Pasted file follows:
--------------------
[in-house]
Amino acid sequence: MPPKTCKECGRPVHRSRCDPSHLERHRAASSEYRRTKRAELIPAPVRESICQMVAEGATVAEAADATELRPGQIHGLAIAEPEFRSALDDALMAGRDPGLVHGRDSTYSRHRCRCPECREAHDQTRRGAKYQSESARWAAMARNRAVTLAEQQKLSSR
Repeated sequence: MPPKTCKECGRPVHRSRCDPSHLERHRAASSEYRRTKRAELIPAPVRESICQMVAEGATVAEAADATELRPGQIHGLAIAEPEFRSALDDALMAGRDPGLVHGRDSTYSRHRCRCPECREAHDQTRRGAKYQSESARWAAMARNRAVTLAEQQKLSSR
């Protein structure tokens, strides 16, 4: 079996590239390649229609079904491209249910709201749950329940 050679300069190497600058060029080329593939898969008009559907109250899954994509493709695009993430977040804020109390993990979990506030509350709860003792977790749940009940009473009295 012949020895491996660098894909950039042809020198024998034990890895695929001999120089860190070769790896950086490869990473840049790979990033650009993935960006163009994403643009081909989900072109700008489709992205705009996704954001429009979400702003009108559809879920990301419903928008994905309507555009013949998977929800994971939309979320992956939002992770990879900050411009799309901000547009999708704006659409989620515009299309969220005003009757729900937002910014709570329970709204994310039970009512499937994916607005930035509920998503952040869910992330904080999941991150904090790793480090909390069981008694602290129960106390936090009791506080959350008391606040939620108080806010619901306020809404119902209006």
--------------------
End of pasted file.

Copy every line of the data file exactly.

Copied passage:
[in-house]
Amino acid sequence: MPPKTCKECGRPVHRSRCDPSHLERHRAASSEYRRTKRAELIPAPVRESICQMVAEGATVAEAADATELRPGQIHGLAIAEPEFRSALDDALMAGRDPGLVHGRDSTYSRHRCRCPECREAHDQTRRGAKYQSESARWAAMARNRAVTLAEQQKLSSR
Repeated sequence: MPPKTCKECGRPVHRSRCDPSHLERHRAASSEYRRTKRAELIPAPVRESICQMVAEGATVAEAADATELRPGQIHGLAIAEPEFRSALDDALMAGRDPGLVHGRDSTYSRHRCRCPECREAHDQTRRGAKYQSESARWAAMARNRAVTLAEQQKLSSR
């Protein structure tokens, strides 16, 4: 079996590239390649229609079904491209249910709201749950329940 050679300069190497600058060029080329593939898969008009559907109250899954994509493709695009993430977040804020109390993990979990506030509350709860003792977790749940009940009473009295 012949020895491996660098894909950039042809020198024998034990890895695929001999120089860190070769790896950086490869990473840049790979990033650009993935960006163009994403643009081909989900072109700008489709992205705009996704954001429009979400702003009108559809879920990301419903928008994905309507555009013949998977929800994971939309979320992956939002992770990879900050411009799309901000547009999708704006659409989620515009299309969220005003009757729900937002910014709570329970709204994310039970009512499937994916607005930035509920998503952040869910992330904080999941991150904090790793480090909390069981008694602290129960106390936090009791506080959350008391606040939620108080806010619901306020809404119902209006």